Sunday, 26 July 2009

Bed Without the Boot

In order to keep the foot in the pointed-down position whilst asleep, after removing the boot at night I wrap a scarf around my lower leg and foot, which I then secure using tape. I then pull a thick bandage sock (the same type as that given to me to wear with the boot) over it. I also make sure the over-sheet is fairly loose at the bottom of the bed, in order to allow the feet room to move around. I don't use just a duvet but a combination of sheet and duvet, as I hate getting wrapped up in them or having them slide off me when I sleep.

Natural remedies

Since week 1 I have been taking twice-daily doses of Ruta Graveolens (Rue)., a homeopathic treatment for tendon problems, and Celadrin. Hopefully (it's difficult to tell), these are supporting the body's natural healing function. The latter is pretty amazing when you think about it - that the two ends of the tendon are (hopefully) knitting themselves together is a bit of a miracle. But then the human body is just that.

Given The Boot

Last Tuesday I had my third outpatient visit to the local general hospital. After waiting for 45 minutes in the corridor (a swine-flu avoidance measure, since the waiting room is always packed with people) I was called in. The fibreglass cast I had been wearing for the previous two weeks was cut away to reveal my leg, which looked pretty much as it has always looked, except for some slight puffiness around the foot and some minor bruising on the side of the arch of the foot.

I was then given an aircast boot, fitted with 5 wedges in the heel to ensure the foot is positioned at 45 degrees. The boot comes in two parts, held together with velcros straps, and includes four inflatable cushions to provide compression and a snug fit.

The benefit of the boot over the cast is that I am able to walk (clump!) slowly around the house without crutches, and can thus carry stuff for the first time in several weeks. I can also remove the boot in bed and in the shower - although I still have to sit down on a chair in the shower with my foot sticking out, resting on a small camping stool.

Walking with the boot and crutches is now much less tiring, since my weight is now not exclusively supported on my good leg. Indeed earlier today I have just walked down to the local shops and bought a cake, something I couldn't have done a week ago.

The registrar (for some reason I have still yet to see the named consultant I have had appointments with) said that I need to come back after two weeks and have a couple of wedges removed and to start physiotherapy. When I asked how he knew whether the tendon was healing or not, he gently felt it and thought he could feel a 'gap' where he said it had joined, but I'm not sure I found that concincing. Maybe I'll ask for a scan next time. He also said that within 4-5 weeks I'll be walking without crutches and boot. I hope that's the case.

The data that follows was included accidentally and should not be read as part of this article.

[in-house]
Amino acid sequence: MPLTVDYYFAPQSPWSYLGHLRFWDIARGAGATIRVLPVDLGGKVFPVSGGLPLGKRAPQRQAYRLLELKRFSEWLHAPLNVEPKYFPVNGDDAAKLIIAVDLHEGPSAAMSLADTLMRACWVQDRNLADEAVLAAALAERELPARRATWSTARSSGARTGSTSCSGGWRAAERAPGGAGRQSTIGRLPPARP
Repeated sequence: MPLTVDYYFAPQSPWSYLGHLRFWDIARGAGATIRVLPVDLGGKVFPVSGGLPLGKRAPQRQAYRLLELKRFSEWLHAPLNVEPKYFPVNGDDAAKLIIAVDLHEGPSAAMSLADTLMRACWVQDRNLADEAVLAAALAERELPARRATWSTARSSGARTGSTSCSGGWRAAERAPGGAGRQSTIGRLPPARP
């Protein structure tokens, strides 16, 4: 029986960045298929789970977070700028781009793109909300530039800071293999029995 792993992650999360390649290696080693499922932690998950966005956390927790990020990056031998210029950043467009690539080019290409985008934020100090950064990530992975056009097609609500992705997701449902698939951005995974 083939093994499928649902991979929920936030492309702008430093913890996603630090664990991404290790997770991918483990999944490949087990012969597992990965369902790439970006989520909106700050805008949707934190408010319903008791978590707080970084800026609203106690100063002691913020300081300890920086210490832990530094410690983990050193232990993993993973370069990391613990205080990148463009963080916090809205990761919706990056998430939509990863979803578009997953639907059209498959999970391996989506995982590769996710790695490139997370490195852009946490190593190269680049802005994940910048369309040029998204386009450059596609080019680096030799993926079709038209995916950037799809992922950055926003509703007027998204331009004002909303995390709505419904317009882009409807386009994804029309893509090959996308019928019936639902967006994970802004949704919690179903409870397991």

Monday, 13 July 2009

Surgery - or Not?

After reading about the pros and cons of surgery to bring the two ends of the ruptured tendon together, I opted for the 'conservative' approach, i.e. to let the tendon heal naturally. There were many factors in my decision, such as wishing to avoid infection, surgical complications, post-surgical pain (wimpy of me I know) and general anasthesia. The words of astrologer and herbalist Graeme Tobyn rang in my ears - 'never have surgery if you can avoid it'. This blog is going to record the progress towards healing, given that I have opted for the less common, conservative route.

How It Happened

On June 27th 2009 I organised a dance for invited friends. It was the first time I had danced since the autumn of 2006. In the middle of some particularly energetic Irish dancing, it 'snapped' with a bang loud enough for my friend James to hear it. I thought I had been kicked in the back of the leg and was surprised when I couldn't put any weight on it. I was helped outside to get some air as I was in shock, feeling faint and nauseous. After having it bandaged and ice-packed by a friend who knew the R.I.C.E. principle (Rest, Ice, Compression and Elevation), and having been given a cup of hot, sweet tea, I felt better and wasn't in any great pain. Later on my partner took me to the Accident & Emergency and a full rupture was diagnosed by a nurse who did The Thompson Test.

After a long period of waiting around in cubicles it was put into a full Equinas plaster cast, my knee bent at 45 degrees and the foot pointing down, ballerina style. Once it had set I was given a pair of crutches and told I could go home.